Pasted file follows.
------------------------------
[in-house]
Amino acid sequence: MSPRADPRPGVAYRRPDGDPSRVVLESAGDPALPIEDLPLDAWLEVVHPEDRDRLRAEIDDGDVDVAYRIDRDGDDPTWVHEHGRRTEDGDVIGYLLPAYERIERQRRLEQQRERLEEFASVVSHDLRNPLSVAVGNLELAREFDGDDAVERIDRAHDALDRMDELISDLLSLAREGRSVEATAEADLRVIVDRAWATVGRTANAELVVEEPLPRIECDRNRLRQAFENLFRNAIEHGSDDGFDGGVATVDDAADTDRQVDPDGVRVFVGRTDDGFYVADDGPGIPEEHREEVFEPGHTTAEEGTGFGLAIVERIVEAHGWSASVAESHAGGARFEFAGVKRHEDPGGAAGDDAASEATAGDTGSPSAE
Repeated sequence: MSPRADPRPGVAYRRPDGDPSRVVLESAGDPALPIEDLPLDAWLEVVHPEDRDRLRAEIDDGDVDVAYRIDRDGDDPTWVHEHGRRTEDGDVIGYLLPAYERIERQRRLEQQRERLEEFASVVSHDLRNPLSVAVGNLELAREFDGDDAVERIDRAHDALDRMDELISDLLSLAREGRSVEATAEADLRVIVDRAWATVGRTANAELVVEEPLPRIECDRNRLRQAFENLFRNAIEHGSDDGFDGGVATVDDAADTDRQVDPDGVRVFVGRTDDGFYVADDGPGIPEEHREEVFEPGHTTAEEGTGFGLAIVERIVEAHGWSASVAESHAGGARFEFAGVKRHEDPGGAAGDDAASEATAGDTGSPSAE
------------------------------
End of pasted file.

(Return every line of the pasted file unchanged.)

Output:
[in-house]
Amino acid sequence: MSPRADPRPGVAYRRPDGDPSRVVLESAGDPALPIEDLPLDAWLEVVHPEDRDRLRAEIDDGDVDVAYRIDRDGDDPTWVHEHGRRTEDGDVIGYLLPAYERIERQRRLEQQRERLEEFASVVSHDLRNPLSVAVGNLELAREFDGDDAVERIDRAHDALDRMDELISDLLSLAREGRSVEATAEADLRVIVDRAWATVGRTANAELVVEEPLPRIECDRNRLRQAFENLFRNAIEHGSDDGFDGGVATVDDAADTDRQVDPDGVRVFVGRTDDGFYVADDGPGIPEEHREEVFEPGHTTAEEGTGFGLAIVERIVEAHGWSASVAESHAGGARFEFAGVKRHEDPGGAAGDDAASEATAGDTGSPSAE
Repeated sequence: MSPRADPRPGVAYRRPDGDPSRVVLESAGDPALPIEDLPLDAWLEVVHPEDRDRLRAEIDDGDVDVAYRIDRDGDDPTWVHEHGRRTEDGDVIGYLLPAYERIERQRRLEQQRERLEEFASVVSHDLRNPLSVAVGNLELAREFDGDDAVERIDRAHDALDRMDELISDLLSLAREGRSVEATAEADLRVIVDRAWATVGRTANAELVVEEPLPRIECDRNRLRQAFENLFRNAIEHGSDDGFDGGVATVDDAADTDRQVDPDGVRVFVGRTDDGFYVADDGPGIPEEHREEVFEPGHTTAEEGTGFGLAIVERIVEAHGWSASVAESHAGGARFEFAGVKRHEDPGGAAGDDAASEATAGDTGSPSAE